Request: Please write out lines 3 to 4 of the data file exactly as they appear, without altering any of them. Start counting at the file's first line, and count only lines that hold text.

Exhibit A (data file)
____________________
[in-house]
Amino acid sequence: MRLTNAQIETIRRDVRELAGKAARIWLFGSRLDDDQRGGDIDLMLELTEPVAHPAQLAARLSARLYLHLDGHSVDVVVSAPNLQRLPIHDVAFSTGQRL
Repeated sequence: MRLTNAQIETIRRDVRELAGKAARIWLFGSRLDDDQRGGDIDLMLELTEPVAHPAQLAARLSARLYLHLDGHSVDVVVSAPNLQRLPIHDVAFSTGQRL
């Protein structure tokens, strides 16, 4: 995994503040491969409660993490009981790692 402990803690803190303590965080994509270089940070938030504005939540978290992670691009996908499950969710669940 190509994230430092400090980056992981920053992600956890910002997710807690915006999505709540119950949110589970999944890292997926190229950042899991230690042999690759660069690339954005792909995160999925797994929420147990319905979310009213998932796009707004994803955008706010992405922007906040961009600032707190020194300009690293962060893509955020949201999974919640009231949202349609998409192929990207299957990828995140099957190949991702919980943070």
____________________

Repeated sequence: MRLTNAQIETIRRDVRELAGKAARIWLFGSRLDDDQRGGDIDLMLELTEPVAHPAQLAARLSARLYLHLDGHSVDVVVSAPNLQRLPIHDVAFSTGQRL
């Protein structure tokens, strides 16, 4: 995994503040491969409660993490009981790692 402990803690803190303590965080994509270089940070938030504005939540978290992670691009996908499950969710669940 190509994230430092400090980056992981920053992600956890910002997710807690915006999505709540119950949110589970999944890292997926190229950042899991230690042999690759660069690339954005792909995160999925797994929420147990319905979310009213998932796009707004994803955008706010992405922007906040961009600032707190020194300009690293962060893509955020949201999974919640009231949202349609998409192929990207299957990828995140099957190949991702919980943070």